Most of the study participants, about 121 were general nurses who are frequently exposed to stress and violence in the line of duty. Thirty-seven of the participants met the criteria for PTSD, “exposure to violence in the past 12 months and a high

neuroticism score was significantly associated with the diagnosis of PTSD among the participants.”

The study concluded that “Post-traumatic stress disorder could result from stressful events encountered in the course of managing patients in mental health institutes and departments. Pre-placement personality evaluation of health workers to be assigned to work in psychiatric units and post-incident trauma counselling of those exposed to violence may be beneficial in reducing the occurrence of PTSD in mental hospital health care workers.”

Dr Poloko Ntshwarang, senior Social Work lecturer at the University of Botswana says, “Post-Traumatic Stress Disorder can happen to anyone at any time, no one is exempt. It involves exposure to extreme direct personal experience. It can be a threat to one’s psychical integrity, witnessing a death, unexpected violence etc. PTSD usually leaves one fear stricken and helpless and often recalls the event/experience time and again. In kids, they start having nightmares and can even dream about it. Some people get hallucinations as well as flashbacks. We are living in times where gender-based violence is on the rise and with this comes traumatic experiences. For children who grow up witnessing such they are seriously affected. There are a lot of traumatic experiences people go through every day which leave immense scars. We seriously need to take mental health seriously and not only deem people who are thought to be ‘psychotic’ to be the ones who are challenged while other people are also suffering but aren’t acknowledged” she said.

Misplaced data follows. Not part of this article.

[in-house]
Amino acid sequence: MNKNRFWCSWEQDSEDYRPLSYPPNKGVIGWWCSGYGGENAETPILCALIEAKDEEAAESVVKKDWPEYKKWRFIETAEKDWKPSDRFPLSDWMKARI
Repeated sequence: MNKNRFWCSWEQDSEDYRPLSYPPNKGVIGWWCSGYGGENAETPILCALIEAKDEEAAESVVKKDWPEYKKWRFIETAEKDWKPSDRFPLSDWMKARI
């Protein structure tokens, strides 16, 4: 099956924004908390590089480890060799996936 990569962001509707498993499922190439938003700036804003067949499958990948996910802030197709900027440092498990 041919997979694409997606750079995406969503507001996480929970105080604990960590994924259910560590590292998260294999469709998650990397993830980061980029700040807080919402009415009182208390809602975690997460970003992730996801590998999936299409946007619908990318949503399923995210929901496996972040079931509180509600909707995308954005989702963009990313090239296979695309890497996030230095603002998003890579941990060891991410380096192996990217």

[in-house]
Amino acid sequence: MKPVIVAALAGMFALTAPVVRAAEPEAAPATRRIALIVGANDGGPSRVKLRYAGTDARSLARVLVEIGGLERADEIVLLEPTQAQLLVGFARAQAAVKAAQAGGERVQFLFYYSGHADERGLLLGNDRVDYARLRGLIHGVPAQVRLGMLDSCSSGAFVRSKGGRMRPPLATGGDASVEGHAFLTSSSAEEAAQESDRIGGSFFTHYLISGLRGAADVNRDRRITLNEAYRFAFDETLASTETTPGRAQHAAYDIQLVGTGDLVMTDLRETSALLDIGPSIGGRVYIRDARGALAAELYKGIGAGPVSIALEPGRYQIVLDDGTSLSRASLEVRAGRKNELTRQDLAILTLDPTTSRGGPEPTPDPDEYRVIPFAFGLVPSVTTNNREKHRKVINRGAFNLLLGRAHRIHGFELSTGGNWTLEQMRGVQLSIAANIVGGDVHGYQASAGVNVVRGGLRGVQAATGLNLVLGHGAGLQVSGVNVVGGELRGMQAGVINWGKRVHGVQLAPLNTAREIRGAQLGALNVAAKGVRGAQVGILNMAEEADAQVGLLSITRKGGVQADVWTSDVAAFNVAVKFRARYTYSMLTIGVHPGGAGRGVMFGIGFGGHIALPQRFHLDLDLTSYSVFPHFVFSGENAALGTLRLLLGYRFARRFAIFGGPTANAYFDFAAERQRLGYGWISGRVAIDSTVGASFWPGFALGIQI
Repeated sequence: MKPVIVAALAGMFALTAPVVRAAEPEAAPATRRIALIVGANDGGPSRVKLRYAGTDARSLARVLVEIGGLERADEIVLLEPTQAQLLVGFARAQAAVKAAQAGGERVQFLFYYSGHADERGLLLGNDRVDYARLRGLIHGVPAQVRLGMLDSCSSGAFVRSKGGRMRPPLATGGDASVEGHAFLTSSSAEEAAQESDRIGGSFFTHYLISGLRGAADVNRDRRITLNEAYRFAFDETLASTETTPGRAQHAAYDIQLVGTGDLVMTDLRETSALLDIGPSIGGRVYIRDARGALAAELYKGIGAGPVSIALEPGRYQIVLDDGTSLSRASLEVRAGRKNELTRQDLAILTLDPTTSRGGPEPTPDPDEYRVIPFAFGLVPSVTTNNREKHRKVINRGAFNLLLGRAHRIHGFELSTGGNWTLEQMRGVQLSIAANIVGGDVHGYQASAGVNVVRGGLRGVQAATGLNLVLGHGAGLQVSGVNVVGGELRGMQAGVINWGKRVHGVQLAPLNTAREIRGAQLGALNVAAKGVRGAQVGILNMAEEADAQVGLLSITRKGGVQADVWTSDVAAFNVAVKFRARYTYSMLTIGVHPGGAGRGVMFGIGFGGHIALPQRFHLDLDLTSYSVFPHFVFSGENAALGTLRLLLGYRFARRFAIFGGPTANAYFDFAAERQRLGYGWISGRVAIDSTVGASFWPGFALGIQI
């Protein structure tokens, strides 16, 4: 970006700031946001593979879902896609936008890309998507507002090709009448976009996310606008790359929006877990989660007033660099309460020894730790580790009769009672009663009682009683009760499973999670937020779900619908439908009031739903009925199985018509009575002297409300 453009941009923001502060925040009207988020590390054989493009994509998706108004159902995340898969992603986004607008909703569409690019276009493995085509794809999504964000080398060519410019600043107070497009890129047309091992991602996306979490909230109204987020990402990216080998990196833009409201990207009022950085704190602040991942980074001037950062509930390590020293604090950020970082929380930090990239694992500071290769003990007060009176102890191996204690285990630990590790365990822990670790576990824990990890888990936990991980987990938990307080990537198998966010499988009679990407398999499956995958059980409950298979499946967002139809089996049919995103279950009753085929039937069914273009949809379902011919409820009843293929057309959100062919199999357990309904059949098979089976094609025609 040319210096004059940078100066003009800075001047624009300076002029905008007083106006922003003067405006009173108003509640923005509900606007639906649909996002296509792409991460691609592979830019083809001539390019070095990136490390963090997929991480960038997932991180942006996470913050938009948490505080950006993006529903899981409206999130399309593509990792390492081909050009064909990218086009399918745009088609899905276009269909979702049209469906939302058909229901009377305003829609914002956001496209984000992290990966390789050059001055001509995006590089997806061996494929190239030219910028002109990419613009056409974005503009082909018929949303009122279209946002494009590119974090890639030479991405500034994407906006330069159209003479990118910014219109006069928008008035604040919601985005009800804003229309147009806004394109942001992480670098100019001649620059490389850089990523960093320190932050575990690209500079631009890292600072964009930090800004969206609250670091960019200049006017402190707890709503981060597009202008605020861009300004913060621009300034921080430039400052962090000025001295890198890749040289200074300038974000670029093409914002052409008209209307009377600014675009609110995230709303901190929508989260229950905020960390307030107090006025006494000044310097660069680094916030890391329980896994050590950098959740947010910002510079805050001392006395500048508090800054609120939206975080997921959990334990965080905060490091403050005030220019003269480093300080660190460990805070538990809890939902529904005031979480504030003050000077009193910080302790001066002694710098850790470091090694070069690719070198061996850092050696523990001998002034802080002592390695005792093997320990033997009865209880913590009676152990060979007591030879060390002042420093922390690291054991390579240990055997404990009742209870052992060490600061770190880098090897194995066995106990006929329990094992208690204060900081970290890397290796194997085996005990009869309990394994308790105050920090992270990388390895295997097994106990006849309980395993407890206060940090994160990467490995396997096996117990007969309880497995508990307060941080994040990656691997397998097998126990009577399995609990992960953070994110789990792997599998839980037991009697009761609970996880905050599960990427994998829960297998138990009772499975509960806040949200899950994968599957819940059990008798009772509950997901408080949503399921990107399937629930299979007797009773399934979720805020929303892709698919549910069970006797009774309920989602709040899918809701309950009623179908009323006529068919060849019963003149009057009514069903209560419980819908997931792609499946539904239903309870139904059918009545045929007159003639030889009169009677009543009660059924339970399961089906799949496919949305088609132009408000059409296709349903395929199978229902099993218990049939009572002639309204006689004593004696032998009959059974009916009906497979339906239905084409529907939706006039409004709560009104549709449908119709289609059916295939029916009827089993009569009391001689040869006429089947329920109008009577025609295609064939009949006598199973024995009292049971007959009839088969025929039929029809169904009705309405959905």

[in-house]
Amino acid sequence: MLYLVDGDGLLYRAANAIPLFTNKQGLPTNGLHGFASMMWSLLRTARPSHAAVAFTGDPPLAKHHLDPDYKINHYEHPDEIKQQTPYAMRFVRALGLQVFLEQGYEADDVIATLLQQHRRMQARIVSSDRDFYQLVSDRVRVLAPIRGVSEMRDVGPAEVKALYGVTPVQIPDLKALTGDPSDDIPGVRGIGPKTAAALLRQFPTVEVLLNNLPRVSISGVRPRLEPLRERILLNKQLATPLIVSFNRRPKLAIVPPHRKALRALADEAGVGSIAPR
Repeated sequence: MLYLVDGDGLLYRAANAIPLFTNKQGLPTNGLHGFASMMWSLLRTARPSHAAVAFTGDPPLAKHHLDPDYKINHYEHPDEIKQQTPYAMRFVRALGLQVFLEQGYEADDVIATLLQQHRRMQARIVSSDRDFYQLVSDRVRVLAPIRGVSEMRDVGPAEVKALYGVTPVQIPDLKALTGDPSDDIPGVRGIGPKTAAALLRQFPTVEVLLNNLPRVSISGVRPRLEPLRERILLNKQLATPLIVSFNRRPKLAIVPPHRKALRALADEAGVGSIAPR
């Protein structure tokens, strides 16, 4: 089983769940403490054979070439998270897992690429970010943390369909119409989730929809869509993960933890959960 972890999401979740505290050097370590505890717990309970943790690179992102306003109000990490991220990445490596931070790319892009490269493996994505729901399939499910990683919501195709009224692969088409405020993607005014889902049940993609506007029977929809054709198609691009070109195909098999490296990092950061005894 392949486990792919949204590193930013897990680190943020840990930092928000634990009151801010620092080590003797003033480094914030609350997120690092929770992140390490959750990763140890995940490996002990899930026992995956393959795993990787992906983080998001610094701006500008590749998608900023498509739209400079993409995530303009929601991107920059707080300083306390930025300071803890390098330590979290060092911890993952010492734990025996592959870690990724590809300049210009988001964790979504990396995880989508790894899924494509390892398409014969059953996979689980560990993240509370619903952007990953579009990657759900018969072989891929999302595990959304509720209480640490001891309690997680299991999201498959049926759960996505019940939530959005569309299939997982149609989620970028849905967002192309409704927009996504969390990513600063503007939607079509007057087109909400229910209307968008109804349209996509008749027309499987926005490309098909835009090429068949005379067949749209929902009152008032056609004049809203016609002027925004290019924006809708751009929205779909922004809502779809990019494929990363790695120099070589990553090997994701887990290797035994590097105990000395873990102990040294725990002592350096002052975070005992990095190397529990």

Keneilwe Molebatsi who was part of the quartet responsible for the 2018 “Post-traumatic stress disorder among the staff of a mental health hospital: Prevalence and risk factorsis currently working on another research paper sponsored by the University of Botswana in collaboration with the University of KwaZulu.

“The purpose of this study is to culturally adapt a brief psychological intervention for Post-Traumatic Stress Disorder (PTSD) and assess its efficacy, feasibility, and acceptability in a pilot trial. The intervention has been shown to be efficacious among individuals with comorbid severe mental illness (SMI) and PTSD.

“The study will be conducted in three phases. The first phase will determine a description of trauma and responses to traumatic experiences among patients with severe mental illness. The first phase of the study will also determine participants’ and mental health care providers’ perceptions of suitable PTSD interventions in this middle-income context. The findings will then be used to culturally adapt the brief intervention in the second phase. A pilot trial will be conducted in the third phase of the study.

“Participants with comorbid SMI and PTSD will be randomized into two groups (n= 20 intervention group, n= 20 control group). Outcomes of the intervention such as the severity of PTSD symptoms, knowledge about PTSD will be assessed at baseline and at different timelines during the study.

This study will fill the knowledge gap on trauma and its consequences among individuals with severe mental illness in Botswana, it will also contribute to the improvement of clinical practice in the management of PTSD and SMI”, states a brief summery of the study provided by Molebatsi.